If you are working HF, CW or AM the signal strength is more important and so they are very interested in the actual strength. On FM that's not quite as meaningful, so we just stick to the straight S-scale and say S9 or higher is just full quieting. What that means is that the modulated carrier is sufficiently strong that your radio has no issue demodulating your voice from the signal, so you get no static or anything, i.e. a fully quiet channel with just information coming out of the speaker.

So for the bulk of us, a contact read back would be a gut readability and simply reading the S-meter on your radio. Oh, BTW, this is really only a simplex thing, giving the signal of a repeater is completely meaningless. You can offer clarity readings (i.e. scratchy or inability to hold the input link) on a repeater contact, but since the repeater is re-transmitting a signal with like 200W from an ideal location, of course you will get S9...

More geeky stuff follows

So if you have a better S-meter you might say 'I'm getting you R,S of 4, 65dB', which means literally that the signal strength at your rig is -65dBm. This is 65dB below standard 0 dBm, which is about 1mW of received power. You might also say you have a contact at '5, 20dB over S9', which means you have a very clear readability and 20dB of additional strength over S9.

To give you a reference, 1mW is about the field strength generated by a wireless mouse or Bluetooth ear piece at 1 meter of distance. So -65dB is 1/1,000,000th (yes, one millionth) of that power. The decibel is 10*log(p1/p2), or for -60dB that's (1000 * 1000) times less power than the 0dB reference. Each 3dB jump is a reduction or increase in power by 2x...

But luckily the S scale is already by agreement within the ITU inherently logarithmic and technical already in dB!

For UHF and VHF S9 = -93dBm and each step down is a -6dB jump, so S8 = -99dBm, S7 = -105dBm, etc. For HF S9 is defined as -73dBm. So a VHF S4 would be roughly -123dBm, which is around 0.01pW, that's 1 x 10^-14 watts (picowatts are 10^-12) at your receiver. If you want a comparison, this is considered within the thermal noise (i.e. background noise) for a satellite downlink channel. But yet you still have another dozen or so decibels of S-scale to go...

So that report of 20dB over S9 means on VHF that you are getting a signal strength of -73dBm (-93dB + 20dB over S9 = -73dB). This is a pretty decent signal for ham radio. But if you want a real comparison, -70dBm is roughly the signal strength of WiFi at its fringe and that's considered a super good ham signal!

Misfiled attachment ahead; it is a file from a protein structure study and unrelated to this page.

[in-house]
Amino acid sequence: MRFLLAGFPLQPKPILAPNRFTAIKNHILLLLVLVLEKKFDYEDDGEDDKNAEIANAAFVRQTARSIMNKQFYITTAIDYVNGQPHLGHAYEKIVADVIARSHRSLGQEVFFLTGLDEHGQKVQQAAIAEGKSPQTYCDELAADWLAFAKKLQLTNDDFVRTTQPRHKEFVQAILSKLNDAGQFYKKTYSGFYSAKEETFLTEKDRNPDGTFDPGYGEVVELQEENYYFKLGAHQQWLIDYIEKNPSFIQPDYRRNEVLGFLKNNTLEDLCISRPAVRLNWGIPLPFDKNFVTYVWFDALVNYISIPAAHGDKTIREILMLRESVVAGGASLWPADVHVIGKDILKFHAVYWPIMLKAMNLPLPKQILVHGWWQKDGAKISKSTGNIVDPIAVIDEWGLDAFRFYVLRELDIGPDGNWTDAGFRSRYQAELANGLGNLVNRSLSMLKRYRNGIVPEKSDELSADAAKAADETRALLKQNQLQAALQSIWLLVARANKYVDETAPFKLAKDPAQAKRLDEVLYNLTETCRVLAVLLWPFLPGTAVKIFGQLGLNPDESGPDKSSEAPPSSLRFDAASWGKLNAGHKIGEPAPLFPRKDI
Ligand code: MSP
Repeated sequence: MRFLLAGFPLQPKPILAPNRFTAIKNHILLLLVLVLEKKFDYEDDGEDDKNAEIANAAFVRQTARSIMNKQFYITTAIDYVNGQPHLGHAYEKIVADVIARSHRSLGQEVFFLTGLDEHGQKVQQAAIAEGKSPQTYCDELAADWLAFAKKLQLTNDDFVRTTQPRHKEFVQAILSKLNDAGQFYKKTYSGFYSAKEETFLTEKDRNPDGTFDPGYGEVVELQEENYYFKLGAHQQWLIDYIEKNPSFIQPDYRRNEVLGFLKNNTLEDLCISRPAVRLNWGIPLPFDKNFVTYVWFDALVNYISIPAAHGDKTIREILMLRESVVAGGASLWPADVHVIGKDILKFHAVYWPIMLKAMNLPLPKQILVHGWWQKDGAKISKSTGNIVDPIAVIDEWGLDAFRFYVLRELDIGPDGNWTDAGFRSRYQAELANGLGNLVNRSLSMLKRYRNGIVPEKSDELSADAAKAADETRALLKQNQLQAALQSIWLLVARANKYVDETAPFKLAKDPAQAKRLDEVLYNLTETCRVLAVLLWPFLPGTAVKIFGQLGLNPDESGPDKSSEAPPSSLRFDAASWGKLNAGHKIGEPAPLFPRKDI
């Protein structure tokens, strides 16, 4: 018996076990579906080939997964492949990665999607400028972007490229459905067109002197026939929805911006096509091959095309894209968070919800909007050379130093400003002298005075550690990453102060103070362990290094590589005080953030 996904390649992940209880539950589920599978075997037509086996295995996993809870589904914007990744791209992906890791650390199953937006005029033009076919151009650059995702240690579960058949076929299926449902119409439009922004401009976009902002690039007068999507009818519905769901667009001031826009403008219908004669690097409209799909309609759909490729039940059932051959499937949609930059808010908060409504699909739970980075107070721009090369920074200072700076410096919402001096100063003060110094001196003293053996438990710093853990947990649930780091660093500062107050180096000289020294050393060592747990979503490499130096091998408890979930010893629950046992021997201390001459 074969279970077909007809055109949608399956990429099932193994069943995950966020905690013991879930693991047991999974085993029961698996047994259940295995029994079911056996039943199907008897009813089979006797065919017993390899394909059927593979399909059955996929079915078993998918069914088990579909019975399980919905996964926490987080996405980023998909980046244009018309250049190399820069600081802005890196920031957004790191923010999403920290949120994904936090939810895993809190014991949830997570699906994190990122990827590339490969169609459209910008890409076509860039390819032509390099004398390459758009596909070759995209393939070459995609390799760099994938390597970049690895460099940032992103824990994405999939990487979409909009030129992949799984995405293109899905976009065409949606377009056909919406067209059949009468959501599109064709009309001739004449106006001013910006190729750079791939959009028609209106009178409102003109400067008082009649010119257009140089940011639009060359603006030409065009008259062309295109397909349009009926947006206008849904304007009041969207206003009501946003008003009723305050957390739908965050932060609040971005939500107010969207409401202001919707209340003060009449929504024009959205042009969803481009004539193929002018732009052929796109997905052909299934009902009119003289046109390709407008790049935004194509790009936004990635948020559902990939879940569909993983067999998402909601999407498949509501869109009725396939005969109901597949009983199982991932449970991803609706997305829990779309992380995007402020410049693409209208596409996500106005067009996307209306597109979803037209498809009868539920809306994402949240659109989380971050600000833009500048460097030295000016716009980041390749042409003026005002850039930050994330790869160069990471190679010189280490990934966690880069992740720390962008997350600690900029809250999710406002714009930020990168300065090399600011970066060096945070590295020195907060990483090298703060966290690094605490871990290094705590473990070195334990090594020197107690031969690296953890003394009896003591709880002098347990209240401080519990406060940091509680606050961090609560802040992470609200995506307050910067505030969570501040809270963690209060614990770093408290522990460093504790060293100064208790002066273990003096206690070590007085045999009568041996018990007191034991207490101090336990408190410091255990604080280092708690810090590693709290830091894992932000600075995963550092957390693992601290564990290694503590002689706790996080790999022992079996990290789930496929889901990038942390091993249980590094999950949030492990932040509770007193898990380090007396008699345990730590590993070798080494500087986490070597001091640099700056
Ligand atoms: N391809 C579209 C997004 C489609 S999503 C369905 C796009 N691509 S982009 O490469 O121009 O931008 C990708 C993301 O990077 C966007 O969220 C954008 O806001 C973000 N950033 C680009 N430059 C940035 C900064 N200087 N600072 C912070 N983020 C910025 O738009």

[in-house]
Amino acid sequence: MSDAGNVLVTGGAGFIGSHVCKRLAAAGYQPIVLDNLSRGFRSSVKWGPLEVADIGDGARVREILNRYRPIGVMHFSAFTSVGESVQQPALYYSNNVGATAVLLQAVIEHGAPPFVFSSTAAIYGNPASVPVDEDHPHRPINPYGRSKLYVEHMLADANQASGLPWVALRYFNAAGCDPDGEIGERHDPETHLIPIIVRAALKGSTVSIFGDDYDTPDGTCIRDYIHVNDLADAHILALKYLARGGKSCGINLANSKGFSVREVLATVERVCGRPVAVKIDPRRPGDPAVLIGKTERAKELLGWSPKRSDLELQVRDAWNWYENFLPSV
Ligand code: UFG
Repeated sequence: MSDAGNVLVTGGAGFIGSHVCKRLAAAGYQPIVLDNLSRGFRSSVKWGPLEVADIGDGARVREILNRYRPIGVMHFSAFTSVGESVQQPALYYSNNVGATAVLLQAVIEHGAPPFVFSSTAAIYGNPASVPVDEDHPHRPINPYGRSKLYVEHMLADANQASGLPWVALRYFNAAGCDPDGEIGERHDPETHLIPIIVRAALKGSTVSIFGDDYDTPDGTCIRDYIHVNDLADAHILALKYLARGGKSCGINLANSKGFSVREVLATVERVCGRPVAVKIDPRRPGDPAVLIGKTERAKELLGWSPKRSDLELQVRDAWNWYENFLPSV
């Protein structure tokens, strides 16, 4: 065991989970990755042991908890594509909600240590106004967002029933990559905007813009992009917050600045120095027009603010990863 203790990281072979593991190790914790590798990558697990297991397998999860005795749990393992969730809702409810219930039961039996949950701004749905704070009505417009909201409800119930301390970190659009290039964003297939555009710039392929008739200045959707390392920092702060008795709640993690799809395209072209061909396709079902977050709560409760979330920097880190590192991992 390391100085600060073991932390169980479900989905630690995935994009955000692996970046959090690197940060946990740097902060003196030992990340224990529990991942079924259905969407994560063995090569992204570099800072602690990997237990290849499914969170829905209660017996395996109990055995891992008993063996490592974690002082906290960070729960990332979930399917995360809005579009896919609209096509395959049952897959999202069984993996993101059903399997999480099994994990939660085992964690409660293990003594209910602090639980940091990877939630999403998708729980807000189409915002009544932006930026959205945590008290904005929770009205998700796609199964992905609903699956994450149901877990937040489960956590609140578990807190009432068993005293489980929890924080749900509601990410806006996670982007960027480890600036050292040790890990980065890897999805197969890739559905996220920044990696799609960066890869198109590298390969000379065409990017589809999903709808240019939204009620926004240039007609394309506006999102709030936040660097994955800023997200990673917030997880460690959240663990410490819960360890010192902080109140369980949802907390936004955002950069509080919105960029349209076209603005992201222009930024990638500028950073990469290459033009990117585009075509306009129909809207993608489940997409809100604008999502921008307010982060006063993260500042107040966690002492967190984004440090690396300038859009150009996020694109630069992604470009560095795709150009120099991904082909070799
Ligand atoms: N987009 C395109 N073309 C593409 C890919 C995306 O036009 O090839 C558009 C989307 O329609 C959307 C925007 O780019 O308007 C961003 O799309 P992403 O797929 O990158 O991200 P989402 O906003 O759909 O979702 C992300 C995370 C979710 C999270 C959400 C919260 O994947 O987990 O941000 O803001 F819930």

So at 30 miles or whatever Marco and I had our 25W contact our radios were picking up signals similar in strength to what your laptop might see at 200 feet and we were perfectly clear in our conversation until we went down to 5W of power (which gave us S1~S2 levels, -125dB!). Pretty friggin' amazing radios if this EE says so himself.
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  #29  
Old 03-20-2009, 08:49 PM
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I should note that you don't have to have a S9 to have R5, it's perfectly possible that a contact is R5 with S6 and vice versa a contact can be S9 with a R3. For example if the mic cable is broken and making intermittent contact but you get full quieting on the link you would be correct is reporting a 'RS of 3 over 9' or you could just as easily report that you have an 'RS of 5 over 5' when you have good readability but a weak signal. This is ideal really because of using the lowest power to hold a good contact and all.
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  #30  
Old 03-20-2009, 09:57 PM
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Yup. And using a repeater colors this as well. You can be getting a strong signal from the repeater from an operator who is barely breaking the squelch of the repeater and thus R1 or worse with an S9 (because the Rx comes from the other operator's input to the repeater, and the Sx comes from your input from the repeater). Or you can be the one on the fringe of the repeater's range, hearing a solid operator into the repeater but you hear R1/S1.

It's much easier to determine the reason for a specific signal report
operating simplex.

Quote:
Originally Posted by DaveInDenver View Post
I should note that you don't have to have a S9 to have R5, it's perfectly possible that a contact is R5 with S6 and vice versa a contact can be S9 with a R3. For example if the mic cable is broken and making intermittent contact but you get full quieting on the link you would be correct is reporting a 'RS of 3 over 9' or you could just as easily report that you have an 'RS of 5 over 5' when you have good readability but a weak signal. This is ideal really because of using the lowest power to hold a good contact and all.